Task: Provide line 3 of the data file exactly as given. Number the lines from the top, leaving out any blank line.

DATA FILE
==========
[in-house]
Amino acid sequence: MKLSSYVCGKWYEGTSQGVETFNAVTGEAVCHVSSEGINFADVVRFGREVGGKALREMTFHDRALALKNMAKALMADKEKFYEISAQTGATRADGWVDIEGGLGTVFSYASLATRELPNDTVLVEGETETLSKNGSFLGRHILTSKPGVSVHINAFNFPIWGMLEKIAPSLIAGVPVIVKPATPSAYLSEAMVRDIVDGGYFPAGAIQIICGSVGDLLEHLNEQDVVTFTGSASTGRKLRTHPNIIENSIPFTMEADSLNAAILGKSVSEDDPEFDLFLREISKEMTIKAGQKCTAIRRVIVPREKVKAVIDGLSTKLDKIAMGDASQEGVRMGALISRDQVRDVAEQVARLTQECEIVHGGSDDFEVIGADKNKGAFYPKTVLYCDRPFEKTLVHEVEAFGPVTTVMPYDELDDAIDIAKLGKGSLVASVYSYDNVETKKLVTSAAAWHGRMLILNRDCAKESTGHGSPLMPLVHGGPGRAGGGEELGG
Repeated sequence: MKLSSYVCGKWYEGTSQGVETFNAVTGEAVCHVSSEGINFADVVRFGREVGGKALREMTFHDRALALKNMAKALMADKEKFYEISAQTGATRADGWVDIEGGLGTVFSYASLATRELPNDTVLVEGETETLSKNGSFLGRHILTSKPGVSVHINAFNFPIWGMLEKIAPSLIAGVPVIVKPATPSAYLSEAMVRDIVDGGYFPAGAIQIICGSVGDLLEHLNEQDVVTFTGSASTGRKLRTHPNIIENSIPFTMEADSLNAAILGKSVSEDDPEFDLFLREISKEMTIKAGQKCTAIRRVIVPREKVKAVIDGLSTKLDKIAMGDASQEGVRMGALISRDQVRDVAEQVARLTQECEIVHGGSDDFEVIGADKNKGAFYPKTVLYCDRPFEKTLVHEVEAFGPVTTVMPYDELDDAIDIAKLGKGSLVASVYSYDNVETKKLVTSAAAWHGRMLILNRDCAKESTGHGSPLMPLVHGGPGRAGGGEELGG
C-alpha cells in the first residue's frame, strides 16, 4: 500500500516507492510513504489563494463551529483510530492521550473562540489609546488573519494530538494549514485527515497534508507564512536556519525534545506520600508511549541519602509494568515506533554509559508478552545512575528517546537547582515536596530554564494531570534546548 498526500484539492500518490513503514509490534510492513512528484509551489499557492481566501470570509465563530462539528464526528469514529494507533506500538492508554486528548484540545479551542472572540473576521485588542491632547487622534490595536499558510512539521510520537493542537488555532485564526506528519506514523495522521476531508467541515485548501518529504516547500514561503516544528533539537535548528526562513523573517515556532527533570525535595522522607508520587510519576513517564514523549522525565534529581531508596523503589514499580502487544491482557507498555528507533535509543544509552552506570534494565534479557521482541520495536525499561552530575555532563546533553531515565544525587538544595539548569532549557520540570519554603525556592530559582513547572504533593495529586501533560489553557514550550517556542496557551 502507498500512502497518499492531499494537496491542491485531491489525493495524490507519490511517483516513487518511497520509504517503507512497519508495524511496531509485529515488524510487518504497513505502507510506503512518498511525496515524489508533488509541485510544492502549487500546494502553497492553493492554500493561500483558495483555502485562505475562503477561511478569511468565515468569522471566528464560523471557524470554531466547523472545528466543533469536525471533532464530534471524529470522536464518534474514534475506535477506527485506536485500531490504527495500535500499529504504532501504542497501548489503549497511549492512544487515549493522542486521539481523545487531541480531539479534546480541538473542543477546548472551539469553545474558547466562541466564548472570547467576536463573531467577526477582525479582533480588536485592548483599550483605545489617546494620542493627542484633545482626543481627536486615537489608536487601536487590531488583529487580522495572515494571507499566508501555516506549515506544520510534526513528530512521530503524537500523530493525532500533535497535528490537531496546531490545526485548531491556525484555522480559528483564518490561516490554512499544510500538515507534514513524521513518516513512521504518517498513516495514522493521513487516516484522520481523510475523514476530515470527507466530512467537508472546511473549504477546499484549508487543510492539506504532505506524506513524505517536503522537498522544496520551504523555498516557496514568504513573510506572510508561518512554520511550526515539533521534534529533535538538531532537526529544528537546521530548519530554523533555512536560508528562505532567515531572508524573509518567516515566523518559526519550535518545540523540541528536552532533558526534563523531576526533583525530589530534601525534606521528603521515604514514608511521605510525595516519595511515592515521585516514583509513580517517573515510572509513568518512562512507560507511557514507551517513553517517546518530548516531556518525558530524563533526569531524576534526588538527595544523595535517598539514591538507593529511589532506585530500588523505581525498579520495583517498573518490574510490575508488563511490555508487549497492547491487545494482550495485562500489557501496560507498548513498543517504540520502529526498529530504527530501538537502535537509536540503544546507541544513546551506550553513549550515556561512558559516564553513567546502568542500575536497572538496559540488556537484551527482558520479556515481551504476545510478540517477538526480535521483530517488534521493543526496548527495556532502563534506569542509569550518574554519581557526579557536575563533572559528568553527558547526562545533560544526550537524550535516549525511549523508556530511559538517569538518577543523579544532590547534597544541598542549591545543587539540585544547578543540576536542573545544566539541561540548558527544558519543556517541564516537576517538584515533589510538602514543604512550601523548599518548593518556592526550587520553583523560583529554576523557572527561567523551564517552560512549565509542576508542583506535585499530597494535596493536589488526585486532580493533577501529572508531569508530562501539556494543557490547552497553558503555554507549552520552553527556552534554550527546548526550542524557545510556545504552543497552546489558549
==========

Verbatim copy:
Repeated sequence: MKLSSYVCGKWYEGTSQGVETFNAVTGEAVCHVSSEGINFADVVRFGREVGGKALREMTFHDRALALKNMAKALMADKEKFYEISAQTGATRADGWVDIEGGLGTVFSYASLATRELPNDTVLVEGETETLSKNGSFLGRHILTSKPGVSVHINAFNFPIWGMLEKIAPSLIAGVPVIVKPATPSAYLSEAMVRDIVDGGYFPAGAIQIICGSVGDLLEHLNEQDVVTFTGSASTGRKLRTHPNIIENSIPFTMEADSLNAAILGKSVSEDDPEFDLFLREISKEMTIKAGQKCTAIRRVIVPREKVKAVIDGLSTKLDKIAMGDASQEGVRMGALISRDQVRDVAEQVARLTQECEIVHGGSDDFEVIGADKNKGAFYPKTVLYCDRPFEKTLVHEVEAFGPVTTVMPYDELDDAIDIAKLGKGSLVASVYSYDNVETKKLVTSAAAWHGRMLILNRDCAKESTGHGSPLMPLVHGGPGRAGGGEELGG